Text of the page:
The world is at war.

The world is at war.

Like in all wars, lives are at stake. Unlike military conflicts, however, humanity fights together against a pandemic to save lives where possible.

The cost of war comes in many forms – not only the lives lost to the virus itself but the economic effects of those deaths and the effort to suppress its spread. This week we continue to see the economic impact with the second weekly jobless report in the United States after the shut-down in broad swaths of the country. In just two weeks, there are nearly an additional 10 million people who are filing for unemployment. Small businesses around the country spent most of the week scrambling to understand and apply for the support offered under the recently passed stimulus package. Banks started accepting applications on Friday with several banks still delaying participation in the process until they had the systems in place. The US government offered significant incentive for bank participation, not only federal-backing of every loan and excluding them from the calculation of capital requirements but paying a hefty commission to the bank as a fee for processing (a capital injection into the banks themselves). As needed as this package is to help fill the income gaps for a brief period, we are sure to see later that there are unintended consequences from a complicated program put together so quickly.

This week we also took time to review research on the economic effects of wars and pandemics – specifically works published by the Institute of Economics and Peace regarding war and a working paper just released by the San Francisco Federal Reserve on pandemics. As we all observe the immediate effects, we look to history to understand potential longer term impact. As expected, there are data challenges. While we consider ourselves at “war,” pandemics are different. Military conflict re-directs resources, but is really about mobilization of production. The economic issue of suppressing the virus is about immobilization. During a physical war, there is destruction of physical capital. During a pandemic, we are trying to understand the destruction of psychological capital – how confidence in consumption, savings, and investment will shift. The challenge of studying pandemics is the sparse data spanning centuries (the study begins in the 14th century).

Despite the challenges, there are some insights that we can glean to help inform our view of the future. While many observe that GDP levels rise during war, it is driven purely by government spending. Consistent with war time, we are seeing investment and consumption of private individuals and businesses fall. The deficit spending by the federal government was financed by debt and monetization then as it is now. On the other side of conflict, there was typically a rise in tax revenue (in percent of GDP) as there is a need to recoup revenue and work off the counter-cyclical spending. We are likely to see bigger government (in budget and influence) this time too.

Resolution of war often brings inflation. This is where pandemics are different. A historical review of pandemics indicated to the San Francisco Fed that business investment tends to fall after a health shock (i.e. decrease the demand for money) while at the same time individuals save more to help protect against a future shock (i.e. increase the supply of money). This implies a lower level of the “real natural rate of interest” (or the interest rate which brings equilibrium to the supply/demand for money after adjusting for inflation) but to us it also implies a lower level of inflation too. While it has been argued since the Financial Crisis that a significantly increased money supply would cause inflation at some point (but has yet to materialize), the argument is weakened when every country prints. Low nominal interest rates are likely here to stay for a while more, which will factor into asset prices again in the medium term as financial markets settle and have a better view on underlying fundamentals.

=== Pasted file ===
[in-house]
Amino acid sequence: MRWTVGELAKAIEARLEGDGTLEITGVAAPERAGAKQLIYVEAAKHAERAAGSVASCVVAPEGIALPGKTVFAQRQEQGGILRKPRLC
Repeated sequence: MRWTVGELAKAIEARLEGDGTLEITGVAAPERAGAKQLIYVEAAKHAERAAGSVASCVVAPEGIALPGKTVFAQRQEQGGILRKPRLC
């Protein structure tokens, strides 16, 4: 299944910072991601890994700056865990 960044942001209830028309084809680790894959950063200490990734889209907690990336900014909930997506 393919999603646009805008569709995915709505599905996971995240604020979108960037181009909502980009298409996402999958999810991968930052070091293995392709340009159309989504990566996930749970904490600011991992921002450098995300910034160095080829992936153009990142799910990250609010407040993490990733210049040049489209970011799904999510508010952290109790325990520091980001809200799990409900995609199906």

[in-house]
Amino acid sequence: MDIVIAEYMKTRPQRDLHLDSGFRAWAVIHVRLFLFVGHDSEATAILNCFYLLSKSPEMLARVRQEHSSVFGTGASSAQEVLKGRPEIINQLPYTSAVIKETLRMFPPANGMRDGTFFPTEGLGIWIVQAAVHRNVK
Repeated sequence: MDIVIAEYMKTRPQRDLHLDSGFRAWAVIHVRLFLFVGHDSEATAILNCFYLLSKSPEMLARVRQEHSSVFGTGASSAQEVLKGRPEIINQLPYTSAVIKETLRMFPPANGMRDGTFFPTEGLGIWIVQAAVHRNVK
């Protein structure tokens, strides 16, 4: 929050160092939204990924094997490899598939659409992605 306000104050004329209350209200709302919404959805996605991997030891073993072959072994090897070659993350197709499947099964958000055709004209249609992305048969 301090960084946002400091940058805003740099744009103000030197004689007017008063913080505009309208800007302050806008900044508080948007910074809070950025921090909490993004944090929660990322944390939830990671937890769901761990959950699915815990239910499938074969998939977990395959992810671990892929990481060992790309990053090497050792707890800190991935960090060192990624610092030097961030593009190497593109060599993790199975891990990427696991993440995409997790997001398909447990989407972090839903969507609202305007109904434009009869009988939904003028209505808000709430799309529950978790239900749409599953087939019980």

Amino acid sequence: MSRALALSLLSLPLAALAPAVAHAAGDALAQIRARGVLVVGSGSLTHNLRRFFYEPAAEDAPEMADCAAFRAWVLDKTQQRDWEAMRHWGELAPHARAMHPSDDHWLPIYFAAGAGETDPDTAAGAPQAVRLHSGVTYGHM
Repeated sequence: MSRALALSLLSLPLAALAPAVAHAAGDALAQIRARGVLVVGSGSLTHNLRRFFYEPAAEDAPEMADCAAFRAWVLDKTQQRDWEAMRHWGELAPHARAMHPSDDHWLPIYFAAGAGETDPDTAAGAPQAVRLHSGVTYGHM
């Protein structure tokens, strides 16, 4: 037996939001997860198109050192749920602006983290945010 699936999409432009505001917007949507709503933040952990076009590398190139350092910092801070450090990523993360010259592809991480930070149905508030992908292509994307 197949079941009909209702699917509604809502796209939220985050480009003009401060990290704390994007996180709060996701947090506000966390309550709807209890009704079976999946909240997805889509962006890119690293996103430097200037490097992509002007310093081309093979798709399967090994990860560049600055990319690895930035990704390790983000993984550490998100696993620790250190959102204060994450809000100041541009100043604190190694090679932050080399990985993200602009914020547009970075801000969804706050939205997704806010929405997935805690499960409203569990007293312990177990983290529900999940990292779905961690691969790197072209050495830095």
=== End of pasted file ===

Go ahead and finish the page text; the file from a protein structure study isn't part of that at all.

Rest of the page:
We also continue to watch the rising combination of nationalism and populism around the world. It is a powerful combination to reshape economic relationships forged during a time of unbridled globalism. Attention paid to Chinese transparency on data is further damaging their brand. The widening split between German fiscal strength and Italian austerity fatigue being accelerated by their different COVID-19 experiences once again bring the European Union’s integration into question. It all makes for slower trend of growth as new economic arrangements are made.

Fighting a war takes tactics and leadership. We are encouraged by the health advancements we see each day – the declining new case count in Italy, the release of quick testing with results in five minutes, the experimental use of existing treatments to reduce the severity of cases, the start of vaccine trials, and, importantly, the increasing use of anti-body testing to understand how many asymptomatic carriers are out there (and thus silently building “herd immunity”). It is a global effort at a massive scale to resolve a challenge everyone is facing. The strategy of suppression has its place for now. As the curve flattens, the tactics will shift towards understanding who, when, and how we re-start some normalcy to life. Remember until then…

This is a war we will win.


Will Skeean, CFA

Partner – Investment Management Team Chair